[As ever, you can read this on the BBC News website]
When I started work as a professional programmer, writing in the C programming language, I sometimes wrote very bad code. It worked, but it wasn’t what you’d call ‘industrial strength’, largely because it didn’t do nearly enough checking.
As a result my programs would crash if you gave them unexpected input by typing a word into a field where a number was required, or because they failed to check whether a variable had been properly initialised before doing a calculation.
Fortunately I had talented and patient colleagues who showed me the difference between student programming and serious coding and understood that validating data, checking variables and handling all possible error conditions is not just a useful extra but at least as important as the part of the program that does the actual work.
The lesson has stayed with me, even though I now write little production code and only occasionally mess around with other people’s programs.
Sadly, it seems that the developers behind three of the most widely-used electronic voting systems in current use in the United States have never grasped this important principle.
Following concerns about the accuracy of the electronic voting systems used in last year’s the California state legislature commissioned computer science and cryptography experts at the University of California to review the main players and ensure that ‘California voters are being asked to cast their ballots on machines that are secure, accurate, reliable, and accessible’.
Anyone looking for reassurance will have had their hopes dashed, as the recently published report into e-voting systems from Diebold, Hart InterCivic and Sequoia found massive security holes in the source code which, combined with poor physical security and badly-designed procedures, make it impossible to rely on them to record votes accurately.
The report says that ‘the security mechanisms provided for all systems analyzed were inadequate to ensure accuracy and integrity of the election results and of the systems that provide those results’, which is about as bad as it gets.
And there is clear evidence of misleading comments by the voting machine manufacturers. Security researcher Ed Felten notes in his commentary on the work that ‘Diebold claimed in 2003 that its use of hard-coded passwords was “resolved in subsequent versions of the software”. Yet the current version still uses at least two hard-coded passwords — one is “diebold” and another is the eight-byte sequence 1,2,3,4,5,6,7,8”.
Apparently part of the problem was that the researchers actually had access to the systems they were testing. In a statement Hart InterCivic complained that investigators had ‘unfettered access to all technical documentation and source code information’, implying that since hackers or those trying to manipulate the vote would be less well prepared the bad coding doesn’t really matter.
A system can only be used in an election if it is certified by the relevant authorities, and it was clear from the California study that none of the machines examined was up to the job, so their certification was withdrawn at the start of August.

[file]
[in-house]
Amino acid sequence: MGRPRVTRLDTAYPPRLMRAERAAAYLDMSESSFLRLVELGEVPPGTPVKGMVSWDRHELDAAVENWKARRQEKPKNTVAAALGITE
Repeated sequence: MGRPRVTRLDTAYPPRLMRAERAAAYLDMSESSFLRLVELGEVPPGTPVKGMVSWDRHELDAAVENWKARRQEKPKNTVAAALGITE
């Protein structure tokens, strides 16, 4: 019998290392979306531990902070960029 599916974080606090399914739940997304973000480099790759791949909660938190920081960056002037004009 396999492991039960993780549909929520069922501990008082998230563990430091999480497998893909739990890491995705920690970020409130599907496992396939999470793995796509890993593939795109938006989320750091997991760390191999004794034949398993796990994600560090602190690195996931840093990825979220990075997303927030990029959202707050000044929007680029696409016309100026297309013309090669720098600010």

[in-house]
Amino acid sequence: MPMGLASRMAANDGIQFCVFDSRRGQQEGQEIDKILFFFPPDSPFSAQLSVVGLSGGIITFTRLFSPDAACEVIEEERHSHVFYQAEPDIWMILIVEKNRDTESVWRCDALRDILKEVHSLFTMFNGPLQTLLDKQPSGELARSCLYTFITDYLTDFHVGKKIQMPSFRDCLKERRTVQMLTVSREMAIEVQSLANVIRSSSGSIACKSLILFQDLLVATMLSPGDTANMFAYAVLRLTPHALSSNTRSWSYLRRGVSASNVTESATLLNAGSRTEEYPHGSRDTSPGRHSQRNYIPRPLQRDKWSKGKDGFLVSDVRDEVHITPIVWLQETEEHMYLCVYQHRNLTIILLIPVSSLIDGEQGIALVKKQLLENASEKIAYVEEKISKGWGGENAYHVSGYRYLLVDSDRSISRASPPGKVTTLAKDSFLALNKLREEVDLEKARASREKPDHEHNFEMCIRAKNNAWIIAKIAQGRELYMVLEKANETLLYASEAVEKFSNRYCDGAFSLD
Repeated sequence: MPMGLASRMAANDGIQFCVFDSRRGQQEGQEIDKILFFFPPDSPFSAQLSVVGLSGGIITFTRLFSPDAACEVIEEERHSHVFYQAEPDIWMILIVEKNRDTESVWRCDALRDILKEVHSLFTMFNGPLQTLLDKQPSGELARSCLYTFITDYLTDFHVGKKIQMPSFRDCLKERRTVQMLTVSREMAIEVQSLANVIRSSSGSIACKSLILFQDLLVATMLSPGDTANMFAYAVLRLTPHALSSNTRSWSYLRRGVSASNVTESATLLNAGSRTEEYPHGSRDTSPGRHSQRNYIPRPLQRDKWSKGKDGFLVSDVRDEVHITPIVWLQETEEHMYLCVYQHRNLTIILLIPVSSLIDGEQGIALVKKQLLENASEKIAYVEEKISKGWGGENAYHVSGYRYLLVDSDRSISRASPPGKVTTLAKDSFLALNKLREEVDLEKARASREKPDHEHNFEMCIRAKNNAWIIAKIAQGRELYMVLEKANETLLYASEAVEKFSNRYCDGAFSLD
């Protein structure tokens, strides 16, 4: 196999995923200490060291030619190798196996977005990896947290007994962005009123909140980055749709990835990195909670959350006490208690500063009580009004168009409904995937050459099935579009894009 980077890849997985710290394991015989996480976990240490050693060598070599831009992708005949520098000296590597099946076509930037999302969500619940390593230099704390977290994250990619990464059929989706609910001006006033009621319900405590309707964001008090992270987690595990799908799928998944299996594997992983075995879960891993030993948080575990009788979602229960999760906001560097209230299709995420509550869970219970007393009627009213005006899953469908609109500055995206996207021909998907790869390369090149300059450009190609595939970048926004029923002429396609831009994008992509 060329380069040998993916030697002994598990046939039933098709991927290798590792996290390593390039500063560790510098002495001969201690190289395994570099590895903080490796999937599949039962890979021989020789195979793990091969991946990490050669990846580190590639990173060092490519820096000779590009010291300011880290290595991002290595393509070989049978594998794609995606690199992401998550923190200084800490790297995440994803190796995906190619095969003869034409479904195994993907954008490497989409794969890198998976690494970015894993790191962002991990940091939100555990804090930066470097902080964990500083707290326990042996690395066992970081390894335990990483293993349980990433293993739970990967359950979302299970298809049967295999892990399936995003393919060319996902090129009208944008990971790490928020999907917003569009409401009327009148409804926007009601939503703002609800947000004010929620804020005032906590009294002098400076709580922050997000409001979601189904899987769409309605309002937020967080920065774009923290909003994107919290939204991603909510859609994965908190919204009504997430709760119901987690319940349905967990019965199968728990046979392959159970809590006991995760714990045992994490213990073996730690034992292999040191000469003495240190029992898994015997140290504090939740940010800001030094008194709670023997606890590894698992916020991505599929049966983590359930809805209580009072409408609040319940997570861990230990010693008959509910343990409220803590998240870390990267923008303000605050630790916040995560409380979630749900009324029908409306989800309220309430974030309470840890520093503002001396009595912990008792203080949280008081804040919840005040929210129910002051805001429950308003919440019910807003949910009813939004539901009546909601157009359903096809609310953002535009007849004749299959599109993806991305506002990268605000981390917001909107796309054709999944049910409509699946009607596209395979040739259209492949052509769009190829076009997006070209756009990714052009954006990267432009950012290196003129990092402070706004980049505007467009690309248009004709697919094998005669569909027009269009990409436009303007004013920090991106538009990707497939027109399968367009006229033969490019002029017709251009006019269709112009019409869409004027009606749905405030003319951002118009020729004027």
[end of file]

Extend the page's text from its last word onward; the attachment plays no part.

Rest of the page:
Unfortunately California’s Secretary of State Debra Bowen is clearly a trusting soul because she immediately gave them all a new certification provided that security features were added to ‘protect the integrity of the vote’.
Placing such trust in vendors who have shown a comprehensive inability to understand the security requirements of election systems seems to demonstrate a naivety about software development and integrity that is all too common in politicians.
Such problems are not confined to the United States, of course, though the campaign for more openness about the technology used in electronic voting seems to have made more progress there than elsewhere.
Here in the UK the Open Rights Group, resolute campaigners for civil liberties in the digital world, sent observers to several of the e-voting pilot projects in the May 2007 English and Scottish elections.
They had to fight through a bureaucracy which seemed to see openness as a dangerous aberration, where ‘observers were frequently subject to seemingly arbitrary and changeable decisions via unclear lines of authority’, but the final report makes chilling reading.
It outlines many problems, noting that ‘inadequate attention was given to system design, systems access and audit trails. Systems used both inappropriate hardware and software, and were insufficiently secured’.
A big problem for ORG is that ‘E-voting is a ‘black box system’, where the mechanisms for recording and tabulating the vote are hidden from the voter. This makes public scrutiny impossible, and leaves statutory elections open to error and fraud’.
The Electoral Commission, the body responsible for the administration of elections in the UK, has also been looking at the trials and it recently called for a halt to pilot projects while security and testing procedures are improved, an implicit admission that the ORG analysis of flaws in the May pilots was well-founded.
We can only hope that these warnings are heeded, and that the UK politicians show more awareness of the problems of building secure voting systems than the Californian officials have demonstrated.
Electronic voting is not the same as online voting, and the argument that voting by text message or over the internet diminishes the importance of democratic engagement does not apply to attempts to replace a pencil and paper ballot with modern technologies that could be more accessible and count votes faster and even more reliably.
But we would be better off keeping an old, paper-based system that we can trust rather than rushing to replace it with flawed technologies whose inevitable failure will further damage trust in the democratic process.